Financial Obstacles Challenge Female Business Owners in Canada
Female business owners and working women in high-income countries in general, have made remarkable progress compared to their counterparts a generation ago. In the United States women in their 30’s make 4 times more than women a generation apart. Yet for me, while women in Canada have come to represent an impressive 47% of Canadian business owners – only 16% were majority female ownership of the Canada’s 1.6 million small and medium-sized enterprises (SMEs), I expect us to succeed and win at our game based on wanting to be in the game – as an equal.
Although women are making great strides, evidence suggests there is greater economic and social development to be had for women as well as all Canadians. And the continuing entrepreneurial growth will be dependent on the ability of institutions, that businesses rely on, to adapt to serving a more diverse group of entrepreneurs, affording them an equal chance of successful business growth; and greater access to mentorship and resources for all emerging entrepreneurs.
Helping to Finance Growth Opportunities for Female-Led Businesses
A British Columbia Community Foundation recently released their findings from a project undertaken called “Women Entrepreneurs: Financing Opportunities for Growth.” The project looks at challenges facing female entrepreneurs and suggests that Canadian financial institutions look for better ways to provide financing opportunities that meet the unique needs of women. The findings released August of this year also advocate a similar approach to financing other social groups that find it difficult to grow their businesses under a financing market borne out of serving the needs of a previous, less diverse generation of business owners.
The Two Biggest Financial Challenges Facing Female Business Owners in Canada
The 8 page report offered by the WE Financing Opportunity for Growth Project highlighted two main financial challenges facing Canadian female business owners:
1. Canadian Women’s Access to Financial Capital
Women as a group begin their firms with lower levels of financial capital than men. Canadian born women and immigrants alike seek less financing to grow their business. And what is more, women that do go to a financial institution looking for a business loan are more likely to have little or no credit history, and little or no business assets. Meanwhile, interestingly, women are more likely than men to pay the sum back if they do choose to borrow.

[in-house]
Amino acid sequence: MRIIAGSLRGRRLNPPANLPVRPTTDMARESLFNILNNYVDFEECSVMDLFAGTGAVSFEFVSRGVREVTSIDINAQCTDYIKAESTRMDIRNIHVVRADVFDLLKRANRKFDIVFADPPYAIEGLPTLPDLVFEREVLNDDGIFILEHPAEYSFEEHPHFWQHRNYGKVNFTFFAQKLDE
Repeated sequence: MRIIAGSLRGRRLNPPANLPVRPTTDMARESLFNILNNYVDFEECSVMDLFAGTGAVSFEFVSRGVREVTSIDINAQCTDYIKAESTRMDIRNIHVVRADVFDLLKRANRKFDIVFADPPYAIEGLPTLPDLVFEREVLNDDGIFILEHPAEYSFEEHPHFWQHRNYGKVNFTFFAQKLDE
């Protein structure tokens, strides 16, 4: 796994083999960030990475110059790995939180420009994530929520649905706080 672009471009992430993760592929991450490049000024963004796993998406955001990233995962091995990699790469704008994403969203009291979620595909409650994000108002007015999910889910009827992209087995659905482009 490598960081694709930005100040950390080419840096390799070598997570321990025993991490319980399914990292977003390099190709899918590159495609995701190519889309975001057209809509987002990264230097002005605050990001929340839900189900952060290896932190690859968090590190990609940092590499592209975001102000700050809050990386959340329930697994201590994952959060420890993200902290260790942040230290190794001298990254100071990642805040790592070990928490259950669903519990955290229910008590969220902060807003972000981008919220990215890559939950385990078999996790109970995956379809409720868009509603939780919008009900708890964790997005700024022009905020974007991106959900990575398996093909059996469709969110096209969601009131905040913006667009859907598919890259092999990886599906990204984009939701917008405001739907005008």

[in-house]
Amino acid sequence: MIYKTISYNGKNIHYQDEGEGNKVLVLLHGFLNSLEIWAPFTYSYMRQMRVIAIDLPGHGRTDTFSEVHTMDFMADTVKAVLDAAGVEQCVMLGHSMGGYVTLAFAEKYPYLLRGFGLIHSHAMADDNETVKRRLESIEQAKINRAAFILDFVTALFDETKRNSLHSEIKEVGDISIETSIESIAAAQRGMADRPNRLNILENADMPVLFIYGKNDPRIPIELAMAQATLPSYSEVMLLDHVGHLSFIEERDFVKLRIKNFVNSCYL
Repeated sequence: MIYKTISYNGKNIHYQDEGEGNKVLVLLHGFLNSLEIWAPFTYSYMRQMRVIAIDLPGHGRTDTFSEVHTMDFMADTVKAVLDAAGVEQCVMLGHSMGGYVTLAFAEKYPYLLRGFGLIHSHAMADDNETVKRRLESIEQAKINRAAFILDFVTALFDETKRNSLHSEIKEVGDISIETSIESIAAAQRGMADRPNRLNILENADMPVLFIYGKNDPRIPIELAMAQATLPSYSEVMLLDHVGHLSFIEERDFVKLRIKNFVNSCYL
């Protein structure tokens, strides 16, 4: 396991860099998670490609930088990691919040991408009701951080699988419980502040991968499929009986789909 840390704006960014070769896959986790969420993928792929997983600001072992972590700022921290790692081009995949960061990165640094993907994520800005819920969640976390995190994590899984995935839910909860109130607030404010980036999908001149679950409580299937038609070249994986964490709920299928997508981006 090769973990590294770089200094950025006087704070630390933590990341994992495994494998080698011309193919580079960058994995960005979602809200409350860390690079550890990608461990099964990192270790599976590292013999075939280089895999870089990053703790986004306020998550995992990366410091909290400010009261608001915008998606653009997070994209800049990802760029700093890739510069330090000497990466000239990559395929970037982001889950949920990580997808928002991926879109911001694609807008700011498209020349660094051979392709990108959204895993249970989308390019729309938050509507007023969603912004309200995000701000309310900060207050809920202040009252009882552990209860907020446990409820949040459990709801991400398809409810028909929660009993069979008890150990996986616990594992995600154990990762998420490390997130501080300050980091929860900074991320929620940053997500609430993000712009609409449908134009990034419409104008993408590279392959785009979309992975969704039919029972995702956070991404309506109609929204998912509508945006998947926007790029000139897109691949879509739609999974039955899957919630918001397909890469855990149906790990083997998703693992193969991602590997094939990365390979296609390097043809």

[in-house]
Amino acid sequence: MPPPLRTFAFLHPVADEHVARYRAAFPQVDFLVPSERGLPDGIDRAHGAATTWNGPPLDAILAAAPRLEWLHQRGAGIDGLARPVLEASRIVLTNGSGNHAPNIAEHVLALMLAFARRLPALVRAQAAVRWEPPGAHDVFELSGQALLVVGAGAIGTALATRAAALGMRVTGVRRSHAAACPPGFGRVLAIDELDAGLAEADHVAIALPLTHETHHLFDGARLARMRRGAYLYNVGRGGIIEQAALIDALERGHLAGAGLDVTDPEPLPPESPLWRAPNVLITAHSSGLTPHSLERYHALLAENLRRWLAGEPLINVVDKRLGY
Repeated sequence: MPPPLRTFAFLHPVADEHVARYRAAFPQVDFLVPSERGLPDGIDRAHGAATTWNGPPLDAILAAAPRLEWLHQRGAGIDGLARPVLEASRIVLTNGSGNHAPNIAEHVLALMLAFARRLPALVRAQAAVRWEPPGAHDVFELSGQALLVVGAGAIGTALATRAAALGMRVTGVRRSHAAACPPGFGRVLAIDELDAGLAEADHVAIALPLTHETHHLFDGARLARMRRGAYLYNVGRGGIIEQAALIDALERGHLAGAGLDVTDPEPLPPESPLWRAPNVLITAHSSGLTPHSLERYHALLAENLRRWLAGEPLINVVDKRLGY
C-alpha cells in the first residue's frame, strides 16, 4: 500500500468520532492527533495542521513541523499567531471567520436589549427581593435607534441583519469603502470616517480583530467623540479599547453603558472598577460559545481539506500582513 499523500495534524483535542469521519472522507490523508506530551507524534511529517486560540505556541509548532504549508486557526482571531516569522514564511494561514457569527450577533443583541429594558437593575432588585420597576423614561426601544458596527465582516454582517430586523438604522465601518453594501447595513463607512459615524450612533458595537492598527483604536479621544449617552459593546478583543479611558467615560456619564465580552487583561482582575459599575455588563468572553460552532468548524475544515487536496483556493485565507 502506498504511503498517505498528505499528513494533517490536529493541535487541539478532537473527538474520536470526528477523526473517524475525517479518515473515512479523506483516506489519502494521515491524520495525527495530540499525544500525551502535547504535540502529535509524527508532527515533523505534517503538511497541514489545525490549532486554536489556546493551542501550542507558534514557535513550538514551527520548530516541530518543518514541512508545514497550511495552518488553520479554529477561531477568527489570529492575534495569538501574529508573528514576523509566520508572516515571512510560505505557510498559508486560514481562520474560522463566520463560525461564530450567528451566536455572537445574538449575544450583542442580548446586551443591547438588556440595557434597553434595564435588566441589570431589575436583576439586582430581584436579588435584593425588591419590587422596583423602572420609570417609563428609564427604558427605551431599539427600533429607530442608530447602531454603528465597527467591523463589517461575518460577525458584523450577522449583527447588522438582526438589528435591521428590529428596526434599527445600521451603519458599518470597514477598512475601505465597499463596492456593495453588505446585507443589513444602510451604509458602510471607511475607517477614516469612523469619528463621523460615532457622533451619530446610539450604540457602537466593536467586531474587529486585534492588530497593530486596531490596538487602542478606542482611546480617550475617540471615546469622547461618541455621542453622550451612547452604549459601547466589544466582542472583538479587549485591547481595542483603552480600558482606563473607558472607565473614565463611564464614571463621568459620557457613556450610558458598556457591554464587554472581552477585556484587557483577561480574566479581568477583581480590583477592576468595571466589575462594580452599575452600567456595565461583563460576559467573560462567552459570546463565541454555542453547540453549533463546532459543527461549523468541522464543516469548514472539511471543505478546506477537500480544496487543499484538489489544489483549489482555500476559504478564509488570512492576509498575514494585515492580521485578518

2. Canadian Women’s Levels of Entrepreneurial Capital
Women have high levels of human capital regarding education attainment but have lower levels of entrepreneurial capital – the skills, knowledge, networks and experience relevant to launching and growing a business – than male-owned businesses. Many women entrepreneurs do not know or take full advantage of programming opportunities available in their communities to build entrepreneurial capital. Local chambers of commerce, industry associations and young professionals’ networks often develop programming specifically to build these skills and experiences.
Women Can Overcome Financial Obstacles to Growing their Business
As women, we need to be responsive to the unique work-life challenges that women – especially women who are, or who plan to become mothers – face. Yes, we may need flexible work schedules or we may need to manage the speed of our careers depending on our responsibilities outside of work but that does not mean that we should not set smart business growth goals for ourselves. We have the authority and freedom to gain knowledge of what our financing options are and that means, setting a plan. We have the ability to take our planning strengths from our households, top notch organization skills and multi-tasking to learn the operating numbers to run and lead a business.
New Business Owners Need to Learn to Lean on Others, and to Collaborate
Since everyone’s confidence levels are built on experience, our ability as women to make connections, build networks and learn how to collaborate are critical components to our success. This may suggest taking risks and using others’ strengths to help us – but that is the best part, we no longer have to go at it alone. To get started with your business model or to extend it, understand the numbers and respect that cash is king/queen, so that each business decision becomes somewhat objective to the bottom-line results. Planning cash flow and strategically working through how to access new markets will build business experience.
Women: Embrace the Opportunity to Develop Yourself as a Business Owner and as a Person
And yet, isn’t this the real reason for becoming an entrepreneur in the first place? To become the best we can become – in our set of experiences based on our choices, business growth ambitions and goals. We can define what makes our “wins”. And perhaps equally important, we can lead the way toward a more diverse and inclusive women-owned small business community. Plus it is no surprise, that we have an emphasis on community contributions, being a good employer and generating positive community impacts. Make your life – own it and don’t expect special privileges to become prosperous. Our definitions are in our control as women entrepreneurs….let’s set them for ourselves with no regrets.